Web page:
Former WorldCom chief Bernard Ebbers testified yesterday he "just didn't see" glaring irregularities in internal financial papers that he...
NEW YORK — Former WorldCom chief Bernard Ebbers testified yesterday he “just didn’t see” glaring irregularities in internal financial papers that he reviewed while the company’s $11 billion fraud was under way.
In a daylong cross-examination by a federal prosecutor, Ebbers gave his most detailed denial yet that he had anything to do with the improper accounting that bankrupted the company.
Ebbers was presented with a WorldCom budget report that showed so-called line-cost expenses at $732 million in September 2000, only half the $1.4 billion budgeted by the company.
Most Read Stories
- Seahawks' Richard Sherman, dozens of athletes respond to Trump's rant against NFL player protests
- GOP’s know-nothing approach to health care is symptom of a bigger disease | Danny Westneat
- A daring betrayal helped wipe out Cali cocaine cartel
- Seahawks, Titans stay in locker room during national anthem prior to Sunday's game in Tennessee WATCH
- Pete Carroll responds to Trump comments, backs Seahawks: 'We stand for our players and their constitutional rights'
The report was doctored, reflecting adjustments made by WorldCom accountants to cover up line costs that were much higher that summer than the company expected.
Prosecutor David Anders asked Ebbers whether he noticed the gap.
“If I would have noticed that, we would not be here today,” Ebbers responded. The former CEO said he paid more attention to other expenses in the document, such as administrative costs.
Ebbers took the witness stand in his own defense Monday and denied knowing anything about the accounting fraud. The defense says it was the work of finance chief Scott Sullivan.
Six hours of testimony
Yesterday, under six hours of intense questioning by Anders, Ebbers expanded the denial to include each quarter of the fraud, which ended in 2002.
When Anders showed him a doctored report that reflected line costs dropping to from $1.6 billion in October and November 2000 to $858 million in December, Ebbers said: “I just didn’t see it.”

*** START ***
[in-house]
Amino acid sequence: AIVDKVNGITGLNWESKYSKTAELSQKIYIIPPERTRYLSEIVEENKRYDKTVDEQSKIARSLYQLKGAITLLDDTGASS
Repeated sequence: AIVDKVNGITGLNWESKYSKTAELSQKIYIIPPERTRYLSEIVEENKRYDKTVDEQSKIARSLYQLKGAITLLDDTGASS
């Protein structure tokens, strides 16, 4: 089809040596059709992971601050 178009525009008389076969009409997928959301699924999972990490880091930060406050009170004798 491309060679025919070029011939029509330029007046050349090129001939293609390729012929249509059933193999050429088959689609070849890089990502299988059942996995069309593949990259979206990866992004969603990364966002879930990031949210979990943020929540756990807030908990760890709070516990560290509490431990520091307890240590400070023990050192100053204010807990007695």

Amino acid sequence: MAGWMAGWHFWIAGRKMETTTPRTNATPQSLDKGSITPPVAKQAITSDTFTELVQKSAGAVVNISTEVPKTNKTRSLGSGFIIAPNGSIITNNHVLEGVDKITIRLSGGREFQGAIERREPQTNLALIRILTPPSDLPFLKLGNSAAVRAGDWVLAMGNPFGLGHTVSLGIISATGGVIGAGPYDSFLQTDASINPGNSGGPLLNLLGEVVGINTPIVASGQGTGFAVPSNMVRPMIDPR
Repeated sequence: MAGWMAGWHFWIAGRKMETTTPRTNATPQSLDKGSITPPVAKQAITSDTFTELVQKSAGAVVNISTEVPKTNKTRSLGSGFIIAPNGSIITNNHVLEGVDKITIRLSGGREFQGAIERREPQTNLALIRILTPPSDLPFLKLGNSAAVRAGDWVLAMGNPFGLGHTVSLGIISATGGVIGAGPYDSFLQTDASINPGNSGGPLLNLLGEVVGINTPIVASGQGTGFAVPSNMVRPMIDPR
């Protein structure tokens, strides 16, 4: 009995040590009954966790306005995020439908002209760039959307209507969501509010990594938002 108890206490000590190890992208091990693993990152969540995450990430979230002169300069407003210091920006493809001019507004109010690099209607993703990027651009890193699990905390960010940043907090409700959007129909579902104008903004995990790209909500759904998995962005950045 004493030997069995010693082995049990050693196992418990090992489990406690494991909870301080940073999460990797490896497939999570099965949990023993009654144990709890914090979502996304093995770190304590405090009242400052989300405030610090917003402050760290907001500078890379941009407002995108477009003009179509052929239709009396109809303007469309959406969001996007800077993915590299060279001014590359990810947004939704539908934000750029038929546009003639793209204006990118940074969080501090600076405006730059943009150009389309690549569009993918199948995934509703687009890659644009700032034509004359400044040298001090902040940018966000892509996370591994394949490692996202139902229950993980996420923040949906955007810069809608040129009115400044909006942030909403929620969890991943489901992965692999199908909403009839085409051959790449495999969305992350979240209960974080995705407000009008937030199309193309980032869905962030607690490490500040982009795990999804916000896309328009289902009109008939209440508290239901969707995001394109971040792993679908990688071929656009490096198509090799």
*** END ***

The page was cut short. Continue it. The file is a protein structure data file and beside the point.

Presented with a report with a similar gap for the first quarter of 2001 Ebbers said he probably just tossed it in the trash.
“So it’s your testimony,” Anders said at the end of the day, “that WorldCom reduced its line costs through adjustments of more than $2 billion — and you had no idea?”
“That’s correct,” Ebbers said.
Sullivan, who testified for the government earlier in the case, claims Ebbers was obsessed with hitting Wall Street earnings and pressured him each quarter into committing the fraud.
The former finance chief said Ebbers attended a meeting during the spring of 2001 in Ashburn, Va., in which he was told that line costs were spiraling out of control.
On cross-examination yesterday, Ebbers said he thought he was invited to that meeting “to do my cheerleader thing and give the troops a little pep talk.”
Pressed about why they needed a pep talk, Ebbers said Sullivan had told him there was a “lack of harmony” among line-cost employees — not that line costs were alarmingly high.
Earlier yesterday, Anders sought to show Ebbers felt intense pressure as his company’s stock fell, threatening hundreds of millions of dollars of his personal loans.
The prosecutor walked Ebbers through a series of margin calls issued by Bank of America in 2000, demanding more collateral for the loans as the stock fell.
Ebbers eventually was forced to pledge all of his WorldCom stock to the bank.
“That didn’t feel good, did it, Mr. Ebbers?” Anders asked.
“Margin calls don’t ever feel good,” Ebbers said.
Anders appeared to be trying to seek support for his argument that Ebbers, worried about the loans, pressured WorldCom accountants to submit rosy numbers to Wall Street.
Under questioning from his own lawyer, Ebbers chuckled occasionally, sometimes sprinkling his answers with Southern phrases, which the native Canadian acquired after moving to the United States. On cross-examination yesterday, he appeared more combative, often saying he did not recall seeing certain documents.
As the stock fell in 2000 and 2001, WorldCom guaranteed Ebbers’ loans, amounting to more than $350 million. Ebbers said he could have sold WorldCom stock to pay off the bank, but was instructed by WorldCom’s board not to sell.
Ebbers also conceded under questioning from the prosecutor that he was “fairly detail-oriented” as a manager, but only “in the areas that I paid particular attention to.”
Certain expenses noted
His lawyers have argued Ebbers was uncomfortable with accounting and finance, and left those matters to Sullivan.
Anders showed Ebbers documents that Ebbers had reviewed during his time as CEO, including a complex 2001 budget document that broke down revenue projections by sales channel and account representative.
Ebbers also admitted he focused on certain expenses. “It was important to me to supervise the parts of the company that I was responsible for,” Ebbers said.
Anders replied, “You’re the CEO of the company, so at some level, you’re responsible for the entire company.”
Ebbers also sharply denied a suggestion by the prosecutor that he once tried to withhold WorldCom business from Bank of America unless the bank agreed to give him more flexibility on repaying personal loans.
Anders showed jurors an e-mail from Sullivan to Ebbers in March 2002 in which Sullivan proposes awarding 40 percent of a $700 million debt transaction to Bank of America.
Ebbers scribbled in the margin: “Only use BofA if we have to?”